In Malawi, Clement (pictured) and his family are educating people throughout their community about how to treat people with intellectual disabilities.
In Malawi, traditional leaders or chiefs serve as the gate keepers to the community and play a vital role carrying out local initiatives. Special Olympics Malawi has successfully entered villages across the country through the sensitization of chiefs about people with intellectual disabilities and Special Olympics. In Salima, this resulted in changing the overall attitude of a community. After sensitizing the chief of Clement’s village in Salima, Special Olympics Malawi was able to connect with Clement’s family who had been identified through his school as having an intellectual disability.
Clement’s father attended a Family Health Forum focused on how to care for people with intellectual disabilities, and that’s when everything changed. Clement was regularly beaten by other children and was not accepted in his community. Following the Family Health Forum, Clement’s father came back to their village and shared what he learned with the community and felt empowered to advocate for his son. Clement’s father said, “After sharing what I learned with community members, Clement is becoming more accepted and no one beats him anymore. Our lives changed, the community has changed and we can better care for Clement. We are happy.”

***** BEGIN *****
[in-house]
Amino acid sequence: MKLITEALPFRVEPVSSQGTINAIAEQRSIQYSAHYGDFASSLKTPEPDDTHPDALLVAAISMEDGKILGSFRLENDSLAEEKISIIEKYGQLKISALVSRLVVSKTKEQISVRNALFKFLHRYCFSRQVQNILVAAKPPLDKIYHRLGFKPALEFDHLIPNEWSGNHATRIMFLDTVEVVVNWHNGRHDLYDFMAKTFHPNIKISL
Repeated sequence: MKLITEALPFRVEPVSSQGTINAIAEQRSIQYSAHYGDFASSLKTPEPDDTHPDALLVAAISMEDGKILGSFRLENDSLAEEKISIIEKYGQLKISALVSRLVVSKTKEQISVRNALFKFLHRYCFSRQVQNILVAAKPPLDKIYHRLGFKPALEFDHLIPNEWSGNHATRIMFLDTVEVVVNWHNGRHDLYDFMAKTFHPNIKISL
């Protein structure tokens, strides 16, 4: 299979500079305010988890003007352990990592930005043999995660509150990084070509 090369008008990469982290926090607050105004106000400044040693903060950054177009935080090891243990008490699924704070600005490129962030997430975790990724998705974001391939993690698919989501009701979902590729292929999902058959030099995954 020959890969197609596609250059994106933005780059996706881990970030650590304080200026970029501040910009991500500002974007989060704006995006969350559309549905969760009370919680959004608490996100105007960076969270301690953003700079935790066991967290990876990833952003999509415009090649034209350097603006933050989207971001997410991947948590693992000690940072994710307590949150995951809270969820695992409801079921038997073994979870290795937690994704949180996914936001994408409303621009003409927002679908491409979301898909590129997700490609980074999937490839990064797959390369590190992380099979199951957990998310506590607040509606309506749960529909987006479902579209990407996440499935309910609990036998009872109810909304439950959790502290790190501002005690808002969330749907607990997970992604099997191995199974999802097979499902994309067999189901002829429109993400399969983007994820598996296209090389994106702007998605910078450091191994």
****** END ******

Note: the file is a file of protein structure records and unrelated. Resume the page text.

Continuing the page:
About Kristin Hughes: Senior Manager, Global Community Health Programs